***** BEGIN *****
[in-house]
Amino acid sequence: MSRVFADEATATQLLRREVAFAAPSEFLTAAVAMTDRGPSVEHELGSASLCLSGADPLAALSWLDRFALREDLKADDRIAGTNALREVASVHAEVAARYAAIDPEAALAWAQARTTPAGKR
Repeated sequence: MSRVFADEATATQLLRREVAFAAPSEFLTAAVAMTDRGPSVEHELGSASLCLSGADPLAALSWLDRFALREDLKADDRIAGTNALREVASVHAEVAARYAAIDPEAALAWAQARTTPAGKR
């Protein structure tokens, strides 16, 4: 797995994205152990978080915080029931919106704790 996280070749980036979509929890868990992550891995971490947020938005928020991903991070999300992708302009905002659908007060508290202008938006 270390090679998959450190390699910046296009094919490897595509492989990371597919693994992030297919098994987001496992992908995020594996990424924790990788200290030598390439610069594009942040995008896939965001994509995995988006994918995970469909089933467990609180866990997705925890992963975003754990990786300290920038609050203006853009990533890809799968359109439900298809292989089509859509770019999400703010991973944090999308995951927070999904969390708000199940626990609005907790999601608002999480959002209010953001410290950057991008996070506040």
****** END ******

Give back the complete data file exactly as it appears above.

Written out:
[in-house]
Amino acid sequence: MSRVFADEATATQLLRREVAFAAPSEFLTAAVAMTDRGPSVEHELGSASLCLSGADPLAALSWLDRFALREDLKADDRIAGTNALREVASVHAEVAARYAAIDPEAALAWAQARTTPAGKR
Repeated sequence: MSRVFADEATATQLLRREVAFAAPSEFLTAAVAMTDRGPSVEHELGSASLCLSGADPLAALSWLDRFALREDLKADDRIAGTNALREVASVHAEVAARYAAIDPEAALAWAQARTTPAGKR
């Protein structure tokens, strides 16, 4: 797995994205152990978080915080029931919106704790 996280070749980036979509929890868990992550891995971490947020938005928020991903991070999300992708302009905002659908007060508290202008938006 270390090679998959450190390699910046296009094919490897595509492989990371597919693994992030297919098994987001496992992908995020594996990424924790990788200290030598390439610069594009942040995008896939965001994509995995988006994918995970469909089933467990609180866990997705925890992963975003754990990786300290920038609050203006853009990533890809799968359109439900298809292989089509859509770019999400703010991973944090999308995951927070999904969390708000199940626990609005907790999601608002999480959002209010953001410290950057991008996070506040």